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The Daily Wildcat

The Daily Wildcat


    New poetry center director aspires to national presence

    Michaela Kane
    Michaela Kane/ Arizona Daily Wildcat Tyler Meier, who was recently appointed the new Executive Director of the University of Arizona Poetry Center, showcases one of the many collections of poetry at the UA center. Meier, who was previously managing editor at the Kenyon Review literary magazine, started work at the UA on Aug. 5, 2013.

    From his office in the Modern Languages building, newly appointed Poetry Center Director Tyler Meier clearly illustrates his vision for the center — expanding its national profile.

    Meier arrived in Tucson after spending nearly six years as managing editor of The Kenyon Review, a journal spotlighting international culture, literature and art in Gambier, Ohio.

    Although his first day at the UA was Aug. 5, Meier had been under consideration for the position since January. After a phone interview and a few campus visits, he received a formal job offer in late spring. He describes his new role as a “dream job” and an “incredible opportunity.”

    “It was like I was in a city, looking through shop windows,” Meier said, referring features of the center such as its rare book collection and meditation garden. “I loved my job at The Kenyon Review, but this job is so exciting.”

    Meier, the second-oldest of three brothers, grew up in the rural city of Delaware, Ohio. The town’s blue-collar atmosphere influenced the work ethic Meier learned during hours spent baling hay with his father and brothers, he said.

    “I hated it for a large part of my childhood,” Meier said.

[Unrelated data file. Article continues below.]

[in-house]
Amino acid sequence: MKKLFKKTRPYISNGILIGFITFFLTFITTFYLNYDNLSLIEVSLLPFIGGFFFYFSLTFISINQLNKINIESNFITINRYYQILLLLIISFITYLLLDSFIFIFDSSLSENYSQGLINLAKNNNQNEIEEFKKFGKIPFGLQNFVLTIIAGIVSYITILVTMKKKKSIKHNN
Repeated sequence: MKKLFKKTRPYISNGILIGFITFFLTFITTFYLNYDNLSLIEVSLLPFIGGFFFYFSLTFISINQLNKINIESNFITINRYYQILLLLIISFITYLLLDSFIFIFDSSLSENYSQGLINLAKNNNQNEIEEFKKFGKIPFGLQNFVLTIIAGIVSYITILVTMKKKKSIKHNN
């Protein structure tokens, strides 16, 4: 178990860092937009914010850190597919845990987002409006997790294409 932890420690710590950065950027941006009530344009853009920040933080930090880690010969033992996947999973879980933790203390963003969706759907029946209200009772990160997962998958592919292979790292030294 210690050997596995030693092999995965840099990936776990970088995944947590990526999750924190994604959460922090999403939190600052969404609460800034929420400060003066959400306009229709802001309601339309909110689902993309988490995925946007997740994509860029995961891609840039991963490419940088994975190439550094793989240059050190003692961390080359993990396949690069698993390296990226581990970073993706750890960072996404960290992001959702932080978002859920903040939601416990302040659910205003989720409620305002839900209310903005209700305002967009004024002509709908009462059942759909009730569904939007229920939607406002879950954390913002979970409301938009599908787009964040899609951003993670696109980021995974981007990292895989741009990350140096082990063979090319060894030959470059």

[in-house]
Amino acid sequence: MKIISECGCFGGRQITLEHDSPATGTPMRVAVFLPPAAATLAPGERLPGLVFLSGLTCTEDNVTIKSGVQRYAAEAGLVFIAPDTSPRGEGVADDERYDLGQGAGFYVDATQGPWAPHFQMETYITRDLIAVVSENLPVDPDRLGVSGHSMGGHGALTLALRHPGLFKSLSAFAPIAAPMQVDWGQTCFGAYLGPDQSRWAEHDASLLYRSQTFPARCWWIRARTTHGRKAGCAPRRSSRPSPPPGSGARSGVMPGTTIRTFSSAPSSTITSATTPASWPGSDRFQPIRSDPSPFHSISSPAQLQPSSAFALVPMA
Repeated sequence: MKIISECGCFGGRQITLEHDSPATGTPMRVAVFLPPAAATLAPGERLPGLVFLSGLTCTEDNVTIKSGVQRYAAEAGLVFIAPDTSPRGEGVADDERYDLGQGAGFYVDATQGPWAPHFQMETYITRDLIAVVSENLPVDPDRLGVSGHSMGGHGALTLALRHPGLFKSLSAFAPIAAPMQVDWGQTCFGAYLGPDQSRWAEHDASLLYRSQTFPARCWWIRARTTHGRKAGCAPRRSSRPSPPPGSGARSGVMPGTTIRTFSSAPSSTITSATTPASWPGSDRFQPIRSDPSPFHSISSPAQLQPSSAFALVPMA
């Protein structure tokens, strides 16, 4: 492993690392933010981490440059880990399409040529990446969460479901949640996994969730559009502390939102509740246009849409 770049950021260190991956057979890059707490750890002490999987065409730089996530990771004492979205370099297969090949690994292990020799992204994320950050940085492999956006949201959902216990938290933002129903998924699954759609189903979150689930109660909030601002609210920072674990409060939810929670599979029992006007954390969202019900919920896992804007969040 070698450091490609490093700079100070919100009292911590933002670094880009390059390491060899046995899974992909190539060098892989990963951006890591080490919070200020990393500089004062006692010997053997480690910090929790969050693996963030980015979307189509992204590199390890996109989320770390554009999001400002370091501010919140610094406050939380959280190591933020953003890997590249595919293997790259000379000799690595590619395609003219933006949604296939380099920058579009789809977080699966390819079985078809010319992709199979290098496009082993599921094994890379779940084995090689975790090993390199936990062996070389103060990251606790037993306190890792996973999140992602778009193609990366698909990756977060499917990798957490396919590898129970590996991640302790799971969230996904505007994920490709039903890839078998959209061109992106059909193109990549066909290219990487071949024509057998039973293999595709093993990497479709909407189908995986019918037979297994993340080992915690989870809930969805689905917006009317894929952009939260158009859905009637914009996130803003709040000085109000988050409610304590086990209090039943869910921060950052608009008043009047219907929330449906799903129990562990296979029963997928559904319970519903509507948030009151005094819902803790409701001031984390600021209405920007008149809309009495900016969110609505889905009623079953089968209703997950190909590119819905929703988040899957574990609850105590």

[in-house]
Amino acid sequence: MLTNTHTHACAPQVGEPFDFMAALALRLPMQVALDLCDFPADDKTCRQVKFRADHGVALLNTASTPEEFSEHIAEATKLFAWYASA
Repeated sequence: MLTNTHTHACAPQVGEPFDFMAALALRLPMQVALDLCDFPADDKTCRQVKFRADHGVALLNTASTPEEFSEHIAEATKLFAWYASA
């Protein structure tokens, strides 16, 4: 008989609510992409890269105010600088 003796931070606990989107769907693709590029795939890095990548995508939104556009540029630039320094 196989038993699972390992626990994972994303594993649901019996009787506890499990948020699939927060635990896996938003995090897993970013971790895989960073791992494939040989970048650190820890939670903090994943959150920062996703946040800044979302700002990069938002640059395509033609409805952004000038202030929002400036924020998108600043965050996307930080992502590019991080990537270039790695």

Meier eventually found his calling working in the literary arts, and his peers are quick to praise his expertise.

    “He has all the talent in the world,” said David Lynn, editor of The Kenyon Review, where Meier had worked as a managing editor since August 2007. “I was very sad to lose him.”

    Meier was also a student in one of Lynn’s classes at Kenyon College during the 1999 school year.

    Although Meier will be tasked with many challenges as the center’s new executive director, Lynn expressed full confidence in his former colleague’s abilities.

    “[Serving as executive director] is very different from being a ‘number two’ in an organization,” Lynn said, “but I have no doubt that he will flourish.”

    Meier has also already made an impression with his new colleagues on campus, including students.

    “I’m super excited to work with him,” said Jessica Jenkins, a second-year graduate student studying creative writing and the Poetry Center’s marketing assistant. “He’s really available. He always pops up to say hi.”

    Jenkins said she would like to see Meier sustain an attitude of “keeping an open mind and [being] ready to take on the unexpected,” while having the center “become an important resource for writers around the world.”

    Meier said he has begun crafting what he thinks is the right formula to reach this goal. Reading series, K-12 outreach and volunteer opportunities are all programs that he would like to see continue. Social media and the expansion of the center’s website will also be crucial, and never forgetting the communities that the center serves is essential, he added.

    “I hope that the national footprint for the center is a bigger one,” Meier said. “But not at the expense [of] how we serve the regional and local community.”

    Perhaps the most significant and simplest approach that Meier plans to implement during this transitional period is to listen.
    “I’ve got a lot of listening to do,” he said. “There are a lot of great people here. I’m really excited about creatively thinking with this staff.”

    Regardless of the outcome of Meier’s first weeks in office, he knows that there’s always room for improvement — and that’s something he’s ready for.

    “We can always get better on how we do the things we do,” he said. “Those kind of conversations I’m excited to engage in.”

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